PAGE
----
Just watched a great documentary on Pulp's Common People made by the BBC and narrated by none other than Richard E. Grant. Aside from the slightly overthinking bit where they engaged a psychologist, a poet, and a "socialite" (with the most fakey fake laugh ever), and the other bit where they had a composer deconstruct the music and say it's basically beer-hall ragtime and kinda crap, it was really enjoyable. Jarvis Cocker in particular does come across as you'd hope - he's slightly embarrassed by the whole thing, cringes visibly at the playback of the original lyrics track from the studio recordings, points out - as if the producers hadn't realised - the inadvisibility or insensitivty of trying to relocate a girl on whom he based a "rather snide" song; in essence, he comes across as someone to whom all this happened, and he's not trying to take any more credit for it than he's due - and possibly a little less, even - instead of being a monstrous ego on legs. Also really entertaining is the studio visit where they're playing back individual bits of the multitrack recording (somewhat surprisingly still on magnetic tape, which they used for the playback, or maybe that was artistic license in the direction...) and you discover that the simple-sounding anthem is not only composed of the full 48 tracks available to them in the studio, but they layered a couple of instruments into some of the tracks after they'd run out of extra tracks to use. The documentary was in six parts on Youtube; probably not entirely at the agreement of the BBC, but who knows.

January 9
The server that hosts my email is currently making noises about an unhealthy disk, and for handwavy reasons this is nontrivial to deal with. I can easily switch inbound mail to the server that hosts this website, but outbound is more of a problem. Short version, if you're getting bounce messages from my waider.ie email you may want to try one of the other addresses.

Guardians of the Galaxy was a bit slow to get going, but was a whole barrel of laughs. The running gags about Guy Who Does Not Get Metaphors, "I Am Groot!" and noone knowing or remembering Quill's "outlaw name" were all handled well: not overdone, not underdone. Obviously I have problems with the choice of name for the main villian, but I'll let it pass. I mean, it's been YEARS since I've tried to destroy a planet with an Infinity Stone. You'd think people would let these things drop...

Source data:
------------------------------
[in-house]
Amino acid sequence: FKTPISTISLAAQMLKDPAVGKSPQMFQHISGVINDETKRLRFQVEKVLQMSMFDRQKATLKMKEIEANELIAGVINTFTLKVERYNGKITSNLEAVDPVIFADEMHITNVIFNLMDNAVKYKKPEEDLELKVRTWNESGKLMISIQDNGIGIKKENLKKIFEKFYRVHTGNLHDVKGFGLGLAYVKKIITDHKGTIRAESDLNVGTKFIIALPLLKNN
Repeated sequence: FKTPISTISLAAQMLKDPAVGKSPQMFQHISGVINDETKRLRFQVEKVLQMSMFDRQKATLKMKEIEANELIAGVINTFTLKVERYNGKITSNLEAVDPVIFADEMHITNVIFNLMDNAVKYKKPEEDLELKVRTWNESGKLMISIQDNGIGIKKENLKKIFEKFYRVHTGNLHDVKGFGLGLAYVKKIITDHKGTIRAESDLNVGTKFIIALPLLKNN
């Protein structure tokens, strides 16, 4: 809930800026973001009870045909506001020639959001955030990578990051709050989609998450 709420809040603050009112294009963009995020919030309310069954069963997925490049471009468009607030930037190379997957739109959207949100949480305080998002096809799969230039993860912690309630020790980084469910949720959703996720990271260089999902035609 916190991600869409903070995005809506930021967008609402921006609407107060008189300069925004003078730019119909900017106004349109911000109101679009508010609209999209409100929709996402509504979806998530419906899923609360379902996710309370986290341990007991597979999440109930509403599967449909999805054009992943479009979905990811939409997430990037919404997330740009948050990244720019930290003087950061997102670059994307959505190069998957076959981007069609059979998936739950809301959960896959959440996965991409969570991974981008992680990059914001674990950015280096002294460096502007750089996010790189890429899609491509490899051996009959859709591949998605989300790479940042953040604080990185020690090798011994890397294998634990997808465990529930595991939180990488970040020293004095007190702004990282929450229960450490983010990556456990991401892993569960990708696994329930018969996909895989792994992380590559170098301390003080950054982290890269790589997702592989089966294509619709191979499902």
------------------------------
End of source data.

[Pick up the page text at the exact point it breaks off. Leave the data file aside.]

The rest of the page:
January 2
The latest news from the U2 camp on Bono's cycling mishap - that he might never play guitar again - brings to mind the time I went to see Rattle and Hum at the cinema with my friend Shane. It had just been released, and we were in town for a local Irish-language youth group meeting, and we may possibly have skipped out of this early to go see Bono and the lads doing their thing. Both of us being U2 fans, smartarses, and guitarists, we began commenting (probably to the annoyance of those around us) on Bono's guitar-playing, or rather guitar-wearing; he spent a lot of time on stage with a guitar slung across his back, not actually being played. And then about a half hour in - I think during Silver and Gold, he was seen to be strumming, and I said, "Hey, Shane, look, he's playing it". Shane, without taking his eyes off the screen, deadpanned back, "yeah. Kinda spoils the effect, doesn't it?"

No offence, Bono, and get well soon. Oh, and I like Songs of Innocence.

January 1
And a happy new year to you all.

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Here we go again.